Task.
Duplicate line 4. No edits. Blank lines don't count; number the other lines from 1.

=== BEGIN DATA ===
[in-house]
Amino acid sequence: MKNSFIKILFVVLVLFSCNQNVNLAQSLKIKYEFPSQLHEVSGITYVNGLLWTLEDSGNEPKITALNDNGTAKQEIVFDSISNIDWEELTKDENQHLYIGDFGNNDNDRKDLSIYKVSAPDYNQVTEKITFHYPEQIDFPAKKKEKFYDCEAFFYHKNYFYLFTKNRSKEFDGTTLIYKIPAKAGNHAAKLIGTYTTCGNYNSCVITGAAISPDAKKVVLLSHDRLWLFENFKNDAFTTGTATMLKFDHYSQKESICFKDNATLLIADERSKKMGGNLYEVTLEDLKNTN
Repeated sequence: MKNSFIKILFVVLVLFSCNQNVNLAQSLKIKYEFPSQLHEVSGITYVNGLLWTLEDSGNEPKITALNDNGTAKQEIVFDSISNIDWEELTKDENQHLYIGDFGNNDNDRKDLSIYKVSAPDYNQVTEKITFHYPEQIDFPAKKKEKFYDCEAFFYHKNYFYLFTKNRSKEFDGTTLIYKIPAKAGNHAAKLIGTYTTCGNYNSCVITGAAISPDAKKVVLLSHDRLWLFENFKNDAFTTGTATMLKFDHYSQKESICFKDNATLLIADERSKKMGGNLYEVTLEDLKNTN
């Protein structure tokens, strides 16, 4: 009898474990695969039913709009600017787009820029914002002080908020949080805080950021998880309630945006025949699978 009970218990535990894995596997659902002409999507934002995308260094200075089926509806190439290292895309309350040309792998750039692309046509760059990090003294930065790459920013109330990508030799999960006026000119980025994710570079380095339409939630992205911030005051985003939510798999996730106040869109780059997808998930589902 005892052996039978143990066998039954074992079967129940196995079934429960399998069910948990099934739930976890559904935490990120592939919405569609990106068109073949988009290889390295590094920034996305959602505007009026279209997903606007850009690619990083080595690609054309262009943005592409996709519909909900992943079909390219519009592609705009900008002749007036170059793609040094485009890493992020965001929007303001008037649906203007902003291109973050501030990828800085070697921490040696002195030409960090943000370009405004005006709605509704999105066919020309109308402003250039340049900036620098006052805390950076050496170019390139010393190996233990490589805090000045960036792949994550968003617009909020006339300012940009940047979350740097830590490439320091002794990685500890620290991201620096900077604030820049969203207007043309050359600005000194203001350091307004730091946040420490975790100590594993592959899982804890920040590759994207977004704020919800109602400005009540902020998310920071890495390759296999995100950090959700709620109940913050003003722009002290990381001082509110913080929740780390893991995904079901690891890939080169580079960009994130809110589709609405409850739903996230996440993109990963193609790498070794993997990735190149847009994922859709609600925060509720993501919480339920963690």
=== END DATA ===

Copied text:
């Protein structure tokens, strides 16, 4: 009898474990695969039913709009600017787009820029914002002080908020949080805080950021998880309630945006025949699978 009970218990535990894995596997659902002409999507934002995308260094200075089926509806190439290292895309309350040309792998750039692309046509760059990090003294930065790459920013109330990508030799999960006026000119980025994710570079380095339409939630992205911030005051985003939510798999996730106040869109780059997808998930589902 005892052996039978143990066998039954074992079967129940196995079934429960399998069910948990099934739930976890559904935490990120592939919405569609990106068109073949988009290889390295590094920034996305959602505007009026279209997903606007850009690619990083080595690609054309262009943005592409996709519909909900992943079909390219519009592609705009900008002749007036170059793609040094485009890493992020965001929007303001008037649906203007902003291109973050501030990828800085070697921490040696002195030409960090943000370009405004005006709605509704999105066919020309109308402003250039340049900036620098006052805390950076050496170019390139010393190996233990490589805090000045960036792949994550968003617009909020006339300012940009940047979350740097830590490439320091002794990685500890620290991201620096900077604030820049969203207007043309050359600005000194203001350091307004730091946040420490975790100590594993592959899982804890920040590759994207977004704020919800109602400005009540902020998310920071890495390759296999995100950090959700709620109940913050003003722009002290990381001082509110913080929740780390893991995904079901690891890939080169580079960009994130809110589709609405409850739903996230996440993109990963193609790498070794993997990735190149847009994922859709609600925060509720993501919480339920963690």